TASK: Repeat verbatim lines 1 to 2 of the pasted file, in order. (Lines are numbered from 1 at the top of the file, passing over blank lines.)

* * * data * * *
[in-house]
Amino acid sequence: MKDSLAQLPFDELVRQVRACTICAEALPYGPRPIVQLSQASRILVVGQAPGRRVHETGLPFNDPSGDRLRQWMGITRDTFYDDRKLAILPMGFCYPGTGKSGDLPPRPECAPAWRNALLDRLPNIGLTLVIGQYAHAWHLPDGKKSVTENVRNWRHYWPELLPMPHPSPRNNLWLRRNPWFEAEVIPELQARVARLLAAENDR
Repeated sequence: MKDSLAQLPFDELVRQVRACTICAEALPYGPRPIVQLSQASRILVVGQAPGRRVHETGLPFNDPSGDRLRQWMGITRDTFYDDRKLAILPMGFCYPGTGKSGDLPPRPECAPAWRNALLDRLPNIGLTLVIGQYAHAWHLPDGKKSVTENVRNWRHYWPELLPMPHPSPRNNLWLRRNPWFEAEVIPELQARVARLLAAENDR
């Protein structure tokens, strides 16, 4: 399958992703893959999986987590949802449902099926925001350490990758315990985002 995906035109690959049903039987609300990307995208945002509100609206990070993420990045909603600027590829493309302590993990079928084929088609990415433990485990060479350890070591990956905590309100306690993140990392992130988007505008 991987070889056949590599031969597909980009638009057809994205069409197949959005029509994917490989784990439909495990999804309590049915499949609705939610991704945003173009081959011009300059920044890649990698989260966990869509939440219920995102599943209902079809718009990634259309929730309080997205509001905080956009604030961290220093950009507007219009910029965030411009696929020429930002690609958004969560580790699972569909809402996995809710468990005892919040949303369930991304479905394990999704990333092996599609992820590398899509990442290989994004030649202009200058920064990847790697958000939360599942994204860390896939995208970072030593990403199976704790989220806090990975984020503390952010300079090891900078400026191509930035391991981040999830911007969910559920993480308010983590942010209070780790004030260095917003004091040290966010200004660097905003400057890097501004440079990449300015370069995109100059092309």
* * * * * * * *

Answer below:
[in-house]
Amino acid sequence: MKDSLAQLPFDELVRQVRACTICAEALPYGPRPIVQLSQASRILVVGQAPGRRVHETGLPFNDPSGDRLRQWMGITRDTFYDDRKLAILPMGFCYPGTGKSGDLPPRPECAPAWRNALLDRLPNIGLTLVIGQYAHAWHLPDGKKSVTENVRNWRHYWPELLPMPHPSPRNNLWLRRNPWFEAEVIPELQARVARLLAAENDR